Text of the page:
From the front of the room: An educator's perspective on brain dominance
Know your right from your left
By Art Hsieh
Stephanie's accurate introspection of her information-receiving style will serve her well as she continues to acquire EMT knowledge and skills.
In education there are several ways to describe one's learning style. Stefanie's blog post refers to the right brain – left brain theory of absorbing information. Think about the forest and trees metaphor – are you the type of person who sees the forest first as a swath of green leaves and many trunks, or do you want to focus up close and look at each tree individually first? If you can better understand how you pick up information while learning something new, you can better at the way you study and prepare for things like exams.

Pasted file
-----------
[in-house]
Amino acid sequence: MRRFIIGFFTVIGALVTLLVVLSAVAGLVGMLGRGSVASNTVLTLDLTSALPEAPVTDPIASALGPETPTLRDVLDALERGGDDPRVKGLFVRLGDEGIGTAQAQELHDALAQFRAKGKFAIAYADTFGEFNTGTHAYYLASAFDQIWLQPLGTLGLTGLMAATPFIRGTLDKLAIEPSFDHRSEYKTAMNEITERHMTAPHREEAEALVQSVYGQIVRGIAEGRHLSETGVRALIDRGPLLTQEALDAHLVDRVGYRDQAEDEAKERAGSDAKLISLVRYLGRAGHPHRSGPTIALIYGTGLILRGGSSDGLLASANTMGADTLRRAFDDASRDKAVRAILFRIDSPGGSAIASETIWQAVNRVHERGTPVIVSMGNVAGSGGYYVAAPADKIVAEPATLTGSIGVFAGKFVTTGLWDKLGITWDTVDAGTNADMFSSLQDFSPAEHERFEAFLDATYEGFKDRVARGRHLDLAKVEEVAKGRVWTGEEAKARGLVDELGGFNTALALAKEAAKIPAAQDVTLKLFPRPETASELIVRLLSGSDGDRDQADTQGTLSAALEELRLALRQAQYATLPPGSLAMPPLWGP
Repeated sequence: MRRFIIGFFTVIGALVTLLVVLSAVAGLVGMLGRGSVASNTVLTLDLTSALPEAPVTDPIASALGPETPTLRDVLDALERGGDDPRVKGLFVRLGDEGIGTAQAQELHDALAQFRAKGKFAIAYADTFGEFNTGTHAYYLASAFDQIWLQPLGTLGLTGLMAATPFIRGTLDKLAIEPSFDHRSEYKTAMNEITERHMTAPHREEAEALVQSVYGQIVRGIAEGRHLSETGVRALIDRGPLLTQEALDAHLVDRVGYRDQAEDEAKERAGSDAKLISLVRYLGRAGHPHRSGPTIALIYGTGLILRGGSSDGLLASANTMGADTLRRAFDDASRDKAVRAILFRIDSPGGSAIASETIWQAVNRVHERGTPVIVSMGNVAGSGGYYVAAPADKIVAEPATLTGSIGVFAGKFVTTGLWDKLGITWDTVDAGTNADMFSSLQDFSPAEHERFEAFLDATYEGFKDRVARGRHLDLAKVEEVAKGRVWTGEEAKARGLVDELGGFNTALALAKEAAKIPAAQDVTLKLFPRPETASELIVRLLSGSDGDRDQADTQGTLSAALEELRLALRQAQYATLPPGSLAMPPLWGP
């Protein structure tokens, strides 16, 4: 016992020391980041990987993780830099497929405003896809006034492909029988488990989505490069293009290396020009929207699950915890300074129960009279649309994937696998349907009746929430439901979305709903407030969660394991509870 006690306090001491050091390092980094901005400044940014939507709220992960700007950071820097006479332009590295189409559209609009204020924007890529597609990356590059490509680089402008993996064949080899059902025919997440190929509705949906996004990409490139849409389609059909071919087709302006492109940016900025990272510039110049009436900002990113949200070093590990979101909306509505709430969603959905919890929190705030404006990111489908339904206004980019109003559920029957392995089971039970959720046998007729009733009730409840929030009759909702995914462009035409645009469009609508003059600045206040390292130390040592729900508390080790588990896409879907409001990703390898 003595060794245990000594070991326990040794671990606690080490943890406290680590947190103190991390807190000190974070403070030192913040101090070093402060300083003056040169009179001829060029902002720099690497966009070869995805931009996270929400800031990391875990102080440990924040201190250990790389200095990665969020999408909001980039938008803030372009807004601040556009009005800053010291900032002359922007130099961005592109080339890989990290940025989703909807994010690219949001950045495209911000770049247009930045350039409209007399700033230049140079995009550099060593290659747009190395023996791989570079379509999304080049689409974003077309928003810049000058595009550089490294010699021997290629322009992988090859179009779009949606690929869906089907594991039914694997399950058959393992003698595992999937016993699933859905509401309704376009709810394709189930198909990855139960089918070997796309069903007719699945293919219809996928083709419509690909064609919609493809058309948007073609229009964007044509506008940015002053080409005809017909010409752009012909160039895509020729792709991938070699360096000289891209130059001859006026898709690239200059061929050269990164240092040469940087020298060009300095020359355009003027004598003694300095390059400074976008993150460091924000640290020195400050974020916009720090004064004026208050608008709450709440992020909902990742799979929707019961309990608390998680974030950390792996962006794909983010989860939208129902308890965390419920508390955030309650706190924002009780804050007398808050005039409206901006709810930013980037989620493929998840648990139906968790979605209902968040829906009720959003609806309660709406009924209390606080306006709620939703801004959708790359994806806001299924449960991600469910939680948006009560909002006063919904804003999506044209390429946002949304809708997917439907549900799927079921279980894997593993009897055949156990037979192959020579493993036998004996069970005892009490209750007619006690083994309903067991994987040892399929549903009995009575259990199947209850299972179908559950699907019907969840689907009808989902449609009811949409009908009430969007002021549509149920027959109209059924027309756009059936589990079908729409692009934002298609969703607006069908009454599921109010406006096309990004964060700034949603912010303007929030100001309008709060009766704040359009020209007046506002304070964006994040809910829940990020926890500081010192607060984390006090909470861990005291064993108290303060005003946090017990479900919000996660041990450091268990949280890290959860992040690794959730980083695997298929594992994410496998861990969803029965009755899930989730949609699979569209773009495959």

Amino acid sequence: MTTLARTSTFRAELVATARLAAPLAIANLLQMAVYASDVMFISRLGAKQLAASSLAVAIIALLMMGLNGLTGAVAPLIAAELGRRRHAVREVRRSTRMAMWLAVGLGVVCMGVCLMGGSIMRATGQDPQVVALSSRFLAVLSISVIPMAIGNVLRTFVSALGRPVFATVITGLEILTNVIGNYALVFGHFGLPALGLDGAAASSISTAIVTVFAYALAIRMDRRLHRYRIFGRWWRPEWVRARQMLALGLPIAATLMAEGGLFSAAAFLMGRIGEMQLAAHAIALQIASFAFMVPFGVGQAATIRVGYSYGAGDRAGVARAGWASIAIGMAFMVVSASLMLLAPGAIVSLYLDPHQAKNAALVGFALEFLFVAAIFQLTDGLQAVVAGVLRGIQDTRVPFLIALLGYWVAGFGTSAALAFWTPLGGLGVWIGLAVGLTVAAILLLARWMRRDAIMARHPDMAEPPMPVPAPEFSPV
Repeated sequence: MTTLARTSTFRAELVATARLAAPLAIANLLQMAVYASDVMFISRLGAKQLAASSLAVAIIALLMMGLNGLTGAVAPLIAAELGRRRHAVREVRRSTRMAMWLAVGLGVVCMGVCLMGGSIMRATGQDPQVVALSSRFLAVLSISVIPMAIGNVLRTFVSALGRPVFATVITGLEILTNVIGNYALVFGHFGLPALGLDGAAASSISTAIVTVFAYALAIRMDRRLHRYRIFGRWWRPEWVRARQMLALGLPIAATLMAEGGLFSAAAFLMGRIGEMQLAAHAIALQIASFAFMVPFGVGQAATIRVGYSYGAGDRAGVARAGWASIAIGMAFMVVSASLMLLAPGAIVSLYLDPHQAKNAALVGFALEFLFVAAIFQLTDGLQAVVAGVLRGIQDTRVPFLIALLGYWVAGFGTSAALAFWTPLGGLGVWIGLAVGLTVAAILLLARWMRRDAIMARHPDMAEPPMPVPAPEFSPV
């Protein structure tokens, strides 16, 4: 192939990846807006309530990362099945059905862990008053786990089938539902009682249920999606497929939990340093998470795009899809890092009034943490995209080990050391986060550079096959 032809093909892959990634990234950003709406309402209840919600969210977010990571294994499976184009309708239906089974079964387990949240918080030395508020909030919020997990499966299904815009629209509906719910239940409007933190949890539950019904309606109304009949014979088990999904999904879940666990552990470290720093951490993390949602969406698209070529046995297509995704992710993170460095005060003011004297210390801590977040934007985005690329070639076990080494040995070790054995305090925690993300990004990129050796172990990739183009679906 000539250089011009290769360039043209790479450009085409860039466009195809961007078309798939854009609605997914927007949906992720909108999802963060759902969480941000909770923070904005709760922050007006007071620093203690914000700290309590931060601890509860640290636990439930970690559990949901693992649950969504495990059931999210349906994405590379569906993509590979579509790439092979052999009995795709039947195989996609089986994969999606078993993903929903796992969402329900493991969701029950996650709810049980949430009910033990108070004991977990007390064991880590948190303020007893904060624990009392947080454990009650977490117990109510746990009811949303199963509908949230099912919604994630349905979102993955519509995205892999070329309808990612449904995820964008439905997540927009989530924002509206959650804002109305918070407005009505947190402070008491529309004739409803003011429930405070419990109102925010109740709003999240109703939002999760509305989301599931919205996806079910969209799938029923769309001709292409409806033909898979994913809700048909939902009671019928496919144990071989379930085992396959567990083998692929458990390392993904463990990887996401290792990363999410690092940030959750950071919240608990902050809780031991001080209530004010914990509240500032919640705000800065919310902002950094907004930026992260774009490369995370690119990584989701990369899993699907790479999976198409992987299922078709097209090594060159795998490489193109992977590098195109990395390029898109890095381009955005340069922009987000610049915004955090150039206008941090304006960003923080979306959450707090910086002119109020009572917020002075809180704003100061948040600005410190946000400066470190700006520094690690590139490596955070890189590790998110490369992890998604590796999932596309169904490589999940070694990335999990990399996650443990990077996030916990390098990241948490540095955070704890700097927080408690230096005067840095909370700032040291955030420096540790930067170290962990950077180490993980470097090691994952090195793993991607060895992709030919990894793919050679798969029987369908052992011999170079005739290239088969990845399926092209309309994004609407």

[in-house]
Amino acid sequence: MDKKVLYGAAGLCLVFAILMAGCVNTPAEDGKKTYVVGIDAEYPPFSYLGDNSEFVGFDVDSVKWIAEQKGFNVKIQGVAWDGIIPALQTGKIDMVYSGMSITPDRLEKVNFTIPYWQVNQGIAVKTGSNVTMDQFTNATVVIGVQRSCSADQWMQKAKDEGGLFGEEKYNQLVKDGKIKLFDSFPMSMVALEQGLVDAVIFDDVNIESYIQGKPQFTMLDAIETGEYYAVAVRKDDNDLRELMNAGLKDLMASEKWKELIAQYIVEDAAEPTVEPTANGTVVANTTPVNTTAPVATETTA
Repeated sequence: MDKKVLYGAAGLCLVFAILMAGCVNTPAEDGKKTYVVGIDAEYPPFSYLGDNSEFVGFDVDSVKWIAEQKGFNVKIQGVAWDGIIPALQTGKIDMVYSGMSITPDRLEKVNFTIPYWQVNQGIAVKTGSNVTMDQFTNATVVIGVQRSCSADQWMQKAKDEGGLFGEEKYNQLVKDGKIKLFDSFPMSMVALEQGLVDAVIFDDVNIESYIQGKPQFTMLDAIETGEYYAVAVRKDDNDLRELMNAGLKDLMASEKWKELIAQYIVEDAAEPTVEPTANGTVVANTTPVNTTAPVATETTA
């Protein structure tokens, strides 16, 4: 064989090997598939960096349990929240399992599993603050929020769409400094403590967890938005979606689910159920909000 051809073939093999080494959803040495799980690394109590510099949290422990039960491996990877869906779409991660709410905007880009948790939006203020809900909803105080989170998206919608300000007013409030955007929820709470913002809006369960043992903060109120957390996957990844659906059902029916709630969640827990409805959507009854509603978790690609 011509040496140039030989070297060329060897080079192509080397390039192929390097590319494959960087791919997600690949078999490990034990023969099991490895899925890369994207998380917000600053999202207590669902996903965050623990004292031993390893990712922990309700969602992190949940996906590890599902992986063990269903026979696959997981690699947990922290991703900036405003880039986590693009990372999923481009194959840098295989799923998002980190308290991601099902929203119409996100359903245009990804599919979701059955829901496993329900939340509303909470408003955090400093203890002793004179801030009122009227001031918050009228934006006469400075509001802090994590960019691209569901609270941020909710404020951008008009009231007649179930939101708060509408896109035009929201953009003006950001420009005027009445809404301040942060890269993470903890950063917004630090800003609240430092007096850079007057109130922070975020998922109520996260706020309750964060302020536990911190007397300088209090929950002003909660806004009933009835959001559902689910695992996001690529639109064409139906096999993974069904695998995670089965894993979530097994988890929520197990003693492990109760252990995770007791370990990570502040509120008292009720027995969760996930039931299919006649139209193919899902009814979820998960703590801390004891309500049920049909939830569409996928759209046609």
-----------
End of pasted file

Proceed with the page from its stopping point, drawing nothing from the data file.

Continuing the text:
If you're more of an analytic learner – looking at each tree first - skill sheets are great. Steps are lined up insequence, like a shopping list. Bullets on a slide helps organize ideas. Reading carefully through each paragraph while highlighting or taking notes is another organizational method.
If you're more of a global learner – looking at the forest first – looking at modeled behavior is very helpful. Look at online video clips to see how others do a whole procedure. Stand back and watch the instructor and students practice an assessment, while keeping the skill sheet handy. When reviewing a textbook chapter, first look at the objectives to get a sense of what the chapter is going to cover.
You can search online for quick self-assessments to see what type of learner you are. There are also plenty of study tips and pearls that can improve how you study. Fortunately, the vast majority of us can access both types of learning styles easily, since we tend to use both most of the time. It's only occasionally that some concept or skill is so difficult to acquire that it requires focused effort. In those situations, playing to your strengths can make you that much more effective.